Could Biden Find a Middle Path on Student Testing During the Pandemic?
December 3, 2020
The appetite for data on how the pandemic has affected student learning will confront the Biden administration with a tough decision: whether to waive the main federal K-12 law's requirement for annual assessments. While tension is only likely to grow about that choice, it's worth exploring how the new president could provide states flexibility on this front while still keeping political sensitivities in mind.
First, those recent developments: Last week, the federal government announced a postponement of the National Assessment of Educational Progress, the "nation's report card," considered to be the gold standard of assessment in schools. In response, Sen. Patty Murray, D-Wash., the ranking Democrat on the Senate education committee, said this decision made it critical for states to administer exams mandated by the Every Student Succeeds Act.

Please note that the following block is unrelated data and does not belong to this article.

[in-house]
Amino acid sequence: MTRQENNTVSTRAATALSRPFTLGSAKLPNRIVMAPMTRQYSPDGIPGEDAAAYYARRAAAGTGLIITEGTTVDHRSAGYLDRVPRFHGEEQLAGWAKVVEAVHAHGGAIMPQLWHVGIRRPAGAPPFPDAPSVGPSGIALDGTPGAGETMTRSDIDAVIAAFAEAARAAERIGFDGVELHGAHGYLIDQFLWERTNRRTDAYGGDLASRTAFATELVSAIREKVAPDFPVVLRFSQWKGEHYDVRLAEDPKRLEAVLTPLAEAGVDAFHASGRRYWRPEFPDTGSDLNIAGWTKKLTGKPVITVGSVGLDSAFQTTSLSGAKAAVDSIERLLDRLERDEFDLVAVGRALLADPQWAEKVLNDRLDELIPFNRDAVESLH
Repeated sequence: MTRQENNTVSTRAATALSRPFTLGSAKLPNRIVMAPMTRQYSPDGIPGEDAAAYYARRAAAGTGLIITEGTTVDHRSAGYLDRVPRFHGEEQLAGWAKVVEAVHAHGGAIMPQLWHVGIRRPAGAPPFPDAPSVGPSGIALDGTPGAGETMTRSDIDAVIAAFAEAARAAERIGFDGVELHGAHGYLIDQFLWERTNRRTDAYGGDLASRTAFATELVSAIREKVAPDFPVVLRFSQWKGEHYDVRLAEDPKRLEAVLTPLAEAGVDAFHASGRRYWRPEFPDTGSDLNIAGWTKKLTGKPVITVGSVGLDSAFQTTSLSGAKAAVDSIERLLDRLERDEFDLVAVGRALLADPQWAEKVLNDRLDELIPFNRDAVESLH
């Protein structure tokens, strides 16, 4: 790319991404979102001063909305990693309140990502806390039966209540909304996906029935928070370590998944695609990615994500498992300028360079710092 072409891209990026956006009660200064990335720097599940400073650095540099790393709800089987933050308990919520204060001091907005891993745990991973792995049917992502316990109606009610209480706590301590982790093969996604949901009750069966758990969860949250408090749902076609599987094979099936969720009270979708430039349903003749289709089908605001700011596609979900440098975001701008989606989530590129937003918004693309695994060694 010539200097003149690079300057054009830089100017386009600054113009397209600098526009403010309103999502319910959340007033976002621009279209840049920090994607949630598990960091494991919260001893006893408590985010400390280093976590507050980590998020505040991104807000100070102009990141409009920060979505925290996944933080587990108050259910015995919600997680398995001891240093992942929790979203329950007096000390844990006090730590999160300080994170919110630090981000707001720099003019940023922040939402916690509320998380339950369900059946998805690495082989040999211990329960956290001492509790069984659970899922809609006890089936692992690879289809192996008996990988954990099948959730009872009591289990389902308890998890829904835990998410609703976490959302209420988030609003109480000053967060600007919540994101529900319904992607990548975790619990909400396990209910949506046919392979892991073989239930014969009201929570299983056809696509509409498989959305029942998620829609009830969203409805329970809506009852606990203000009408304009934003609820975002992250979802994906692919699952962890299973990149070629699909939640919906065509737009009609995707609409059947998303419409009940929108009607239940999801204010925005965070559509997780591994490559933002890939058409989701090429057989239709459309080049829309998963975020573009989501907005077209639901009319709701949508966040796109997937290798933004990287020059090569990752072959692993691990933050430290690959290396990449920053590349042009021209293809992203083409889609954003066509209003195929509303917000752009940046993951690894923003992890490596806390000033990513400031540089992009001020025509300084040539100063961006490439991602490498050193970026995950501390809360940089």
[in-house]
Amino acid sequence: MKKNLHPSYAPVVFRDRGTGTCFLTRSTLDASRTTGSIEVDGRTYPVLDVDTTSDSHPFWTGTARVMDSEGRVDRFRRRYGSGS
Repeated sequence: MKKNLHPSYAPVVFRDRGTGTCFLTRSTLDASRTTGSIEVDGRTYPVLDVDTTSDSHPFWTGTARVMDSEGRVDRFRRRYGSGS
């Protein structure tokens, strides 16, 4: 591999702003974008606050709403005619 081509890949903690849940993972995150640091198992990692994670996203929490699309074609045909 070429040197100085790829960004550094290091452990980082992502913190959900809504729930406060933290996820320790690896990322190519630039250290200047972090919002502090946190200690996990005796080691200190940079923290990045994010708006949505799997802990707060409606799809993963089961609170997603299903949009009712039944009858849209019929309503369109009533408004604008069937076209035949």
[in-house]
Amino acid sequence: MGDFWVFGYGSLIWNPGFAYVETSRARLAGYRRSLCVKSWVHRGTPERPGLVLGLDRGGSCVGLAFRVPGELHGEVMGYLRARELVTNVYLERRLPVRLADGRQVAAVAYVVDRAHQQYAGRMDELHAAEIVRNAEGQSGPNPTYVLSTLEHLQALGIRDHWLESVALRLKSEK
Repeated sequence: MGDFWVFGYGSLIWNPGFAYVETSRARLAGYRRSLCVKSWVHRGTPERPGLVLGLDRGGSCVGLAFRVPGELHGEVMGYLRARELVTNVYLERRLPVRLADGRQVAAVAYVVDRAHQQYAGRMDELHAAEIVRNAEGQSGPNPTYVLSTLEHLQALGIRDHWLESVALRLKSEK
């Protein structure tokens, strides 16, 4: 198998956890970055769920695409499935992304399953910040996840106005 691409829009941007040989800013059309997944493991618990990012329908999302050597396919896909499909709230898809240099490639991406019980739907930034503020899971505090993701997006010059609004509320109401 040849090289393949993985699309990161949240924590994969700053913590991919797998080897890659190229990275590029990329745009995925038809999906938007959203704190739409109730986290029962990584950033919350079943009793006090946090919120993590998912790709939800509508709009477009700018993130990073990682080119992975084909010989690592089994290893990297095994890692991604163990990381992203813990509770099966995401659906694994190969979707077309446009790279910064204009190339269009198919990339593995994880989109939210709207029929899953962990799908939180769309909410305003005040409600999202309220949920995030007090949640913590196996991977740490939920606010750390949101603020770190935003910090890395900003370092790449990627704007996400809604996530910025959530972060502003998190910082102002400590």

On Tuesday, a Northwest Evaluation Association study showed a greater toll on students' academic growth in math than in reading, according to assessments given in the fall. But a host of questions surround the results. Late last month, we also surveyed how states are downplaying the role of standardized exams this year when it comes to student and school accountability.